1. Conspiracy Claim

To prove a conspiracy under § 1983, a plaintiff must demonstrate "that two or more conspirators reached an agreement to deprive him or her of a constitutional right 'under color of law.'" Parkway Garage, Inc. v. City of Philadelphia, 5. F.3d 685, 700 (3d Cir. 1993) (quoting Adickes v. S.H. Kress & Co., 398 U.S. 144, 150 (1970)). This requires the plaintiff to establish the elements of a civil conspiracy. See Ammlung v. City of Chester, 494 F.2d 811, 814 (3d Cir. 1974). A civil conspiracy involves two or more persons acting in concert to carry out an unlawful act or a lawful act by unlawful means, "the principal element of which is an agreement between the parties to inflict a wrong against or injury upon another, and an overt act that results in damage." Adams v. Teamsters Local 115, 214 Fed. Appx. 167, 174 (3d Cir. 2007) (quoting Hampton v. Hanrahan, 600 F.2d 600, 620-21 (7th Cir. 1979) (internal quotations omitted)).

A conspiracy, by definition, requires two or more persons. In the instant case, Piazza's conspiracy claim was dismissed against all alleged co-conspirators except Mohegan Sun. Under the intracorporate conspiracy doctrine, a conspiracy cannot arise between an entity and its agents. See Gen. Refractories Co. v. Fireman's Fund Ins. Co., 337 F.3d 297, 313 (3d Cir. 2003). Notably, Mohegan Sun is a private corporation. Assuming arguendo that a conspiracy existed between Mohegan Sun and its employees, Piazza would be unable to meet the "color of state law" requirement of § 1983. See Pugh v. Downs, 641 F. Supp. 2d. 468, 475 (E.D. Pa. 2009) ("The conspiracy must be made up of two or more state actors, or at least one state actor with a private party deemed to be a state actor." (citation omitted)).

Moreover, Piazza's § 1983 conspiracy claim against Mohegan Sun would still fail as a matter of law even if the Commonwealth defendants had not been previously dismissed. The existence of a conspiracy can be proven through the use of both direct and circumstantial evidence, but not by mere speculation. Adams, 214 Fed. Appx. at 172. Piazza fails to present any evidence beyond mere speculation and conjecture that: (1) Mohegan Sun entered into an agreement with the PSP troopers to seize Piazza, and (2) Mohegan Sun intended to inflict a wrong on Piazza by depriving him of his federally protected rights. Rather, the record demonstrates that Mohegan Sun had no control over the PSP troopers, that the troopers made their own determination to detain Piazza with no input from Mohegan Sun personnel, and that Mohegan Sun's only possible involvement in the seizure and detention was informing the PSP troopers of a "possible theft." (Doc. 48 ¶ 43).

Piazza attempts to create an inference of a conspiracy between the PSP troopers and Mohegan Sun by arguing that the surveillance footage only showed Piazza picking up the vouchers from the ground and not physically taking the vouchers from Wallick. This misconstrues the pertinent issue. Under § 3924, a person can be guilty of theft by picking up lost or misplaced property and failing to take reasonable measures to return the property with intent to deprive the owner thereof. 18 PA.CON. STAT.§ 3924. As explained above, the surveillance footage provided ample justification to believe Piazza was committing theft under Pennsylvania law and, therefore, it was appropriate for Mohegan Sun personnel to notify PSP. Piazza's remaining overly-broad and conclusory allegations, such as "the timing of the entire event," fail to show a common purpose to commit an unlawful act between Mohegan Sun and a third party, but instead merely create a "false issue, the demolition of which is the primary goal of summary judgment." Lexington Ins. Co. W. Pa. Hosp., 423 F.3d 318, 333 (3d Cir. 2005).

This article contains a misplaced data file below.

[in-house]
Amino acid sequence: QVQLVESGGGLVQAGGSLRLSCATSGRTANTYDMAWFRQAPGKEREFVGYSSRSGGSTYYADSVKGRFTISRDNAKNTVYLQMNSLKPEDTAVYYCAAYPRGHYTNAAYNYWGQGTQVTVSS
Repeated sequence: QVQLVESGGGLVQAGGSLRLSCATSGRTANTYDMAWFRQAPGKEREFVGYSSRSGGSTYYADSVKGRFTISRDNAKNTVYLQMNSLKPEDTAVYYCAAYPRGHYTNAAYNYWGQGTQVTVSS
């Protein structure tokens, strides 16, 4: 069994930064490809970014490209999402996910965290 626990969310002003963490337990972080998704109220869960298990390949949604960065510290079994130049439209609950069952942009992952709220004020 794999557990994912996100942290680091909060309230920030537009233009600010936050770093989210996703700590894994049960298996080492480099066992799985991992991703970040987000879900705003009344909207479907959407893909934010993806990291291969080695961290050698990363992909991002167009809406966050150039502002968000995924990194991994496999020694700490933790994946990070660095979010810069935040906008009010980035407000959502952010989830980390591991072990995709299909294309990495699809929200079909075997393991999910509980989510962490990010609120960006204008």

Moreover, Piazza's § 1983 conspiracy claim fails as a matter of law because Szczecinski had probable cause to believe Piazza had committed theft. Therefore, Piazza cannot prove the § 1983 requirement of showing that he was deprived of a federally protected right. For these reasons, Mohegan Sun's motion for summary judgment on Piazza's § 1983 conspiracy claim will be granted.

2. Negligence Claim

Under Pennsylvania law, negligence can be established by showing:

(1) the existence of a duty or obligation recognized by law, requiring the actor to conform to a certain standard of conduct; (2) a failure on the part of the defendant to conform to that duty, or a breach thereof; (3) a causal connection between the defendant's breach and the resulting injury; and (4) actual loss or damage suffered by the complainant.

Atcovitz v. Gulph Mills Tennis Club, Inc., 812 A.2d 1218, 1222 (Pa. 2002) (citation omitted). Piazza presents three theories of negligence in his motion for partial summary judgment against Mohegan Sun: (1) negligence in the initial reporting of the incident to the PSP; (2) negligence in failing to provide notification of a patron's obligation to return lost vouchers; and (3) negligence in not having accounting and internal controls in place on September 22, 2007, that dictated when the surveillance department should notify the PSP about possible criminal activity.*fn24

(Doc. 43, at 5-6).